Generic Plan Concepts

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These changes to road design are not expensive and often can have a dramatic effect creating a much better village environment. The engineering design principles for major roads are not always appropriate for villages.

Boxgrove Example

One of several 32ton tipper trucks using Boxgrove to access the A285 this month These ideas above do not exclude the need for hard controls such as speed recording and cameras. For instance 32ton lorries have no place in Boxgrove, nor do cars travelling at 50 mph past the shop or 70mph through Halnaker. The Royal Society for Prevention of Accidents published a speeding fact sheet that states 45% of drivers speed and 15% by a wide margin. This is supported by the data collected in Boxgrove over the last 6 months. There are three main ways to tackle the problem: Driver consent and education Road design Enforcement On the last point police have responded to many communities’ request for help to stop hardcore speeders through a scheme called the Community Speed Watch. This scheme enables members of the public to record and report speeding drivers. /continued ... Page 21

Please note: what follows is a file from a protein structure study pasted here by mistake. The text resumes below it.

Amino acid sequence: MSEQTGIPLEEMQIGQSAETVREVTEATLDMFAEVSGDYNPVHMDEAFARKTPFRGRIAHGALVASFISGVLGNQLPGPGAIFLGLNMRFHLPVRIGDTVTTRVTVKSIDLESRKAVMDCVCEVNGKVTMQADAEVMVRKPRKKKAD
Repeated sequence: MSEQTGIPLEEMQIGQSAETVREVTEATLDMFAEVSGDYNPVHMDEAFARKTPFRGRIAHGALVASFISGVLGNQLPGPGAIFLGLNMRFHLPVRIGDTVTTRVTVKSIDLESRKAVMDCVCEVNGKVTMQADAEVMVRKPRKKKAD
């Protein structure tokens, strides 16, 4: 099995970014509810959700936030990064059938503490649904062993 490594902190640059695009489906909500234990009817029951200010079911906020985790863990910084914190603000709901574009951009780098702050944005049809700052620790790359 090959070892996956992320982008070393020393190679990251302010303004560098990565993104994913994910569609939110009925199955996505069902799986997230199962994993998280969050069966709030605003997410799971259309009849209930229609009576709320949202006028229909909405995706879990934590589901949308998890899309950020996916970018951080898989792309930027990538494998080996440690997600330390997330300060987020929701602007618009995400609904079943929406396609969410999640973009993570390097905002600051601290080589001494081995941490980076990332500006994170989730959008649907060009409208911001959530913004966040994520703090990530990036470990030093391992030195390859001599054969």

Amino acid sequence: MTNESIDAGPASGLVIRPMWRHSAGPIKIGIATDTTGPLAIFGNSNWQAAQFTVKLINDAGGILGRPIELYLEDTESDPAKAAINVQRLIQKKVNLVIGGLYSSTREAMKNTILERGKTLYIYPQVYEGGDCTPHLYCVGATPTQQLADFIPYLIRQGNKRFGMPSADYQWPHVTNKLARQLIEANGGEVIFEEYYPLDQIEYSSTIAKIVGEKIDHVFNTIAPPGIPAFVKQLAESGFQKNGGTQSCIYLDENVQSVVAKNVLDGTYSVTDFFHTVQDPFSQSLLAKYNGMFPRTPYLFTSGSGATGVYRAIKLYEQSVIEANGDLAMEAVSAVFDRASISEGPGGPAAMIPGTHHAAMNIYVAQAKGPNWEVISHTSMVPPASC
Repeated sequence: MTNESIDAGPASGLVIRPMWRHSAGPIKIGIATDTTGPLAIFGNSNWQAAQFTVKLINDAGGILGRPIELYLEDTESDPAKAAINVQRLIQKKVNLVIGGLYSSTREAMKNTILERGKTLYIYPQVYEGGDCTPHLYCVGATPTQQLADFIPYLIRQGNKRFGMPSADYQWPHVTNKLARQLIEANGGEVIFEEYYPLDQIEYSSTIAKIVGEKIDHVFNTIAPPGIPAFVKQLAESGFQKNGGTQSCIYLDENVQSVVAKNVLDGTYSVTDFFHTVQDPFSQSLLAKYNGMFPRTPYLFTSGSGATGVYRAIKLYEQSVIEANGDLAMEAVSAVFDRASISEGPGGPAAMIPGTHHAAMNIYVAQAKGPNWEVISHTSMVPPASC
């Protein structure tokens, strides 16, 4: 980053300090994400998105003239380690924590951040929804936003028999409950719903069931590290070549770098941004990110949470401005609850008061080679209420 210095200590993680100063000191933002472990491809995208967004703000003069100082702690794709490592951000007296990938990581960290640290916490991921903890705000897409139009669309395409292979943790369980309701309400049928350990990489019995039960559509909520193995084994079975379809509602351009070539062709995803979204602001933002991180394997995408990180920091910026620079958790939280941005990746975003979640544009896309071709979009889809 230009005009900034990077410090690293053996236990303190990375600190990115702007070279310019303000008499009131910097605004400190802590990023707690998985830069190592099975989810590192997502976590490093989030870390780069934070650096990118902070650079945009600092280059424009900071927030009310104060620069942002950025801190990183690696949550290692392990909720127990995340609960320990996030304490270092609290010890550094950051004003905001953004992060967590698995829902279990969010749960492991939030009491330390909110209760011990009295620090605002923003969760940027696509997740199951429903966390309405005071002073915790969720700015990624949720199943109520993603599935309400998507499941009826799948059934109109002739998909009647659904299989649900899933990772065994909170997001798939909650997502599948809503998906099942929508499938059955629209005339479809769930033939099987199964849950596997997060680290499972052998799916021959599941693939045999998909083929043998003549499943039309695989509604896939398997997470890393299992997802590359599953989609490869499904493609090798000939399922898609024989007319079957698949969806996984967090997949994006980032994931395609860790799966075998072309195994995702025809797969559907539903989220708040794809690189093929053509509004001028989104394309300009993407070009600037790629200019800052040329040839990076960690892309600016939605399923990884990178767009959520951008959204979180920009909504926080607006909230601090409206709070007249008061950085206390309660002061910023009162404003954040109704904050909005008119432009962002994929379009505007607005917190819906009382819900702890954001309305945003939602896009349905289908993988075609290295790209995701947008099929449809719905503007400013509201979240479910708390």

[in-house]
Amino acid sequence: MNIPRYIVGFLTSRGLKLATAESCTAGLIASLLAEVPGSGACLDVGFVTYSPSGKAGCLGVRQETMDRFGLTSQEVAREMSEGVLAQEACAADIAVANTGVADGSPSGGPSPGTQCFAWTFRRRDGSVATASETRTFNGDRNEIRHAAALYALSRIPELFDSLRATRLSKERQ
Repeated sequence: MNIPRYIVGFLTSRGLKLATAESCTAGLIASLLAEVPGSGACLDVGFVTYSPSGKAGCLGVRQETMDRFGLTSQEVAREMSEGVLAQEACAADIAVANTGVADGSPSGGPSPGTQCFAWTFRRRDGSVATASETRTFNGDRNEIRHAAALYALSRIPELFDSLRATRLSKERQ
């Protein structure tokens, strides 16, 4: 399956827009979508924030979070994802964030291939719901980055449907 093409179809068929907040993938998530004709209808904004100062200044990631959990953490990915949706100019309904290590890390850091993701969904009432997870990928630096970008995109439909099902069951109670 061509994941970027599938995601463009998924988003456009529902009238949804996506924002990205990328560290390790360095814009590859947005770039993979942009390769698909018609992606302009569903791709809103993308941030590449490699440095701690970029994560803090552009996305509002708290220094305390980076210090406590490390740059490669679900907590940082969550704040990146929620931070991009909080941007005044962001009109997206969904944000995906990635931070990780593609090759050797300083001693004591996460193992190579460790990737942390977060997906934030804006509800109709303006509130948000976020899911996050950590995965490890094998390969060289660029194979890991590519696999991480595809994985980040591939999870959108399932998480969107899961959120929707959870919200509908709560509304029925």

Boxgrove and Halnaker have 4 people trained and certified by the police for Community Speed Watch. Our two villages also own a new hand held speed gun through money donated by several Boxgrove and Halnaker residents. The location of the speed check needs to be approved by the police and then official monitoring can begin. The intent is to gain drivers co-operation in obeying the speed limit. Those that choose not to will be reported to the police who will write to the driver concerned with a warning. This remains on record so the police have further options if speeding is repeated either in Boxgrove or Halnaker or elsewhere. For the Festival of Speed Week Boxgrove will be putting out the signage and gateway entrance statements to remind drivers they are passing through a village and to respect the speed limit. Please support us by putting a sticker on your Wheelie Bin or any visible place from the road. Email for a free Bin sticker if you want one! Boxgrove and Halnaker Traffic Calming Group Email: